I feel like somebody punched me in the gut. Dora Lee called me last night, way after I was in bed—I often get to bed before dark in the summer, because I'm up so early. She was just about hysterical and told me she thought somebody was spying on her. After her husband died ten years back, Dora Lee was nervous being out on the farm by herself, and she used to call me, imagining someone was lurking around. I spent a number of years as chief of police, and some people never got out of the habit of depending on me to sort out such things.

After her grandson, Greg, came to live with her, Dora Lee wasn't so afraid anymore, so I was surprised a couple of weeks ago when she called me with the idea that somebody was sitting on the road leading to her farm keeping an eye on the place. I told her the same thing I always used to tell her: "Dora Lee, if you're still worried tomorrow morning, you call me and I'll see what I can find out."

That usually worked pretty well to settle her down in the past, but I'd had the devil of a time last night convincing her that she'd be okay. Turns out she was right and I was wrong.

"I suppose I better go on out there," I say.

Loretta stares at me like I've grown a second head. "What do you want to go out there for?"

"Loretta, if somebody killed you, would you want Rodell to be the person trying to figure out what happened?" Rodell Skinner is the chief of police.

"I guess you're right, but what's that got to do with you?"

"I've got good sense."

I head into the house for my hat and my cane and the keys to my truck. There's not a thing wrong with me but a bum knee. Several months ago one of my heifers knocked me down accidentally and it spooked her so bad that she stepped on my leg. This happened in the pasture behind my house, where I keep twenty head of white-faced Herefords. It took me two hours to drag myself back to the house, and those damned cows hovered over me every inch of the way.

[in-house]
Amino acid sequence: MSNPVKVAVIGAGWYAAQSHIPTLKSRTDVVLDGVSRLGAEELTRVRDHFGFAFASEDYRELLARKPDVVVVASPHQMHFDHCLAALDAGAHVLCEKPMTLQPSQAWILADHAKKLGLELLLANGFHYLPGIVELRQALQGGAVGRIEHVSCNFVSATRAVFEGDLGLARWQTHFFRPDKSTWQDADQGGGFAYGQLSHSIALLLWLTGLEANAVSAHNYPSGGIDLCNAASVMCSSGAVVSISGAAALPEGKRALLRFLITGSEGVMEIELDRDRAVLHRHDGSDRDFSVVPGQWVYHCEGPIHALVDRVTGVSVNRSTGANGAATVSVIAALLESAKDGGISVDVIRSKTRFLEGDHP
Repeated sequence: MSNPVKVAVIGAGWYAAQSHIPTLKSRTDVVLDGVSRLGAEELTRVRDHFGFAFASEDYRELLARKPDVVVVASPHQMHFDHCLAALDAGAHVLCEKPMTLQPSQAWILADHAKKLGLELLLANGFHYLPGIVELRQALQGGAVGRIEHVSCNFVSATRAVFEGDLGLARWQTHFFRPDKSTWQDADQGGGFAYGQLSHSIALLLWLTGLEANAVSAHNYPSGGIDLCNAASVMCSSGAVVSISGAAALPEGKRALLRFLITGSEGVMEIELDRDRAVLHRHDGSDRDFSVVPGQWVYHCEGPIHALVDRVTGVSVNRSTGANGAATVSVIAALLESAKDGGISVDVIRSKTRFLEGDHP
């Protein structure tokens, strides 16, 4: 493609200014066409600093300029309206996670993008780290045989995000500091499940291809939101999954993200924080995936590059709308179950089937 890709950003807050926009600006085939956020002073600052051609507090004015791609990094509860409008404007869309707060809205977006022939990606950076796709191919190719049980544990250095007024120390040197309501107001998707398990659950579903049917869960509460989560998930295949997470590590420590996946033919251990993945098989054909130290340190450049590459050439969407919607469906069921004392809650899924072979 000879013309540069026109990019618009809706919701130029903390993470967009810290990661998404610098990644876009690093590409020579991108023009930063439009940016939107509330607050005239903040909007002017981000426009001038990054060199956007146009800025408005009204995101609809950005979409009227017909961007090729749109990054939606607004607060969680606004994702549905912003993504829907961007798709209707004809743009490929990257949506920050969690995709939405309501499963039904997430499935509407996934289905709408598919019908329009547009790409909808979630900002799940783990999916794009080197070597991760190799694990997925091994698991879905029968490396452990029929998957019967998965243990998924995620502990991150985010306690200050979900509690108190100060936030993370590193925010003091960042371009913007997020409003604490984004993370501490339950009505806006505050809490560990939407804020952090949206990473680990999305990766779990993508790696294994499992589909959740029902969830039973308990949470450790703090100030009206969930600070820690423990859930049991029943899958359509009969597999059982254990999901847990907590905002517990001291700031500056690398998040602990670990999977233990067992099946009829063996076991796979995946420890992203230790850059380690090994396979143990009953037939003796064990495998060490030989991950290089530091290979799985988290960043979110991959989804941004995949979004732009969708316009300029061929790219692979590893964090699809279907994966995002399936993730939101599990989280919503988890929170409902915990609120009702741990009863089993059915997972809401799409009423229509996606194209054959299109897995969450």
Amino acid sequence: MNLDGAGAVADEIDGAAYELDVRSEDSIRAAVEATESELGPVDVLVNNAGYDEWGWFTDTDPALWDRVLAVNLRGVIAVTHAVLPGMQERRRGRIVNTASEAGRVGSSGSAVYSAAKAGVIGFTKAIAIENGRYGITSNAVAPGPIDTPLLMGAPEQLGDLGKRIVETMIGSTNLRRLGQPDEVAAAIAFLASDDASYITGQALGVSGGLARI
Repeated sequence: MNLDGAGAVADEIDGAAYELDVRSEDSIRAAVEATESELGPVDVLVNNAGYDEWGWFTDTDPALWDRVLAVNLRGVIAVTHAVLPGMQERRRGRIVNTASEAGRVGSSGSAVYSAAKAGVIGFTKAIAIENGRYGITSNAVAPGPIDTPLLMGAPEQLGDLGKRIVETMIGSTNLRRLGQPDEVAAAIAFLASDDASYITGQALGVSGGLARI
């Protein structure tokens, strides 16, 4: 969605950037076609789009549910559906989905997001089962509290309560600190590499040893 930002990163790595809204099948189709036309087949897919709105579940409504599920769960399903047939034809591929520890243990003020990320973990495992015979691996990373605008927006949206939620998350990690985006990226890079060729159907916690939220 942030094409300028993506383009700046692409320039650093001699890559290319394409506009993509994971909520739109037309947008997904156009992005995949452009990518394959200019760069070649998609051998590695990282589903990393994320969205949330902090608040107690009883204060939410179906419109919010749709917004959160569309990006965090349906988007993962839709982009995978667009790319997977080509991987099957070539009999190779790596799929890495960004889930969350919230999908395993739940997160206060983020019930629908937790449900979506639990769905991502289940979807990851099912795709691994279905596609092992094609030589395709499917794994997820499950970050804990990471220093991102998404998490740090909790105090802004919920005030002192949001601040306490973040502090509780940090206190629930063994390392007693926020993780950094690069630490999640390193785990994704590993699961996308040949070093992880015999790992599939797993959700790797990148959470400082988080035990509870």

When I get back outside, Loretta is in the truck. "What do you think you're doing?" I ask.

"You're not going out there without me." I know better than to argue with Loretta when she gets that tone of voice.

Heading out of town I ask her how she came to find out the news that Dora Lee was dead.

"Ida Ruth called me. One of Rodell's men told his wife, and she called Ida Ruth." Ida Ruth and Dora Lee are best friends. They get teased because they've both got double names.

"I suppose Ida Ruth will be out there at the house."

"No, she was on her way to Waco for a church conference. She won't be back until tomorrow afternoon. She was awful upset, but she said there's no way she could get out of it." The Baptist preacher may think he runs the church, but he just thinks so because Ida Ruth lets him.

Loretta keeps clearing her throat.

"Well, out with it," I say.

"Ida Ruth says Rodell's pretty sure he knows who did it. He said Dora Lee's grandson probably got it in his mind that he'd be better off with her money than with her."

"And we all know how much Rodell's opinion is worth," I say.

"That's not all. Ida Ruth said Dora Lee and the boy had an argument last week."

"That doesn't mean he'd kill her." I don't like all this jumping to conclusions.

"Who else would have done it?"

"We'll have to see about that."

Cotton Hill, where Dora Lee's farm is located, is a tiny hamlet roughly halfway in between Jarrett Creek and the county seat, Bobtail. It's high summer and the drive out to Cotton Hill is pretty, the alfalfa thick on the ground, the post oak trees still green from the wet June we had. And the cotton is just a few weeks from ready to pick. It's a terrible crop for the land, sucking up all the nutrients and leaving it as depleted as if it had been strip-mined, but it makes a pretty sight as we cut down the county road to Dora Lee's farm.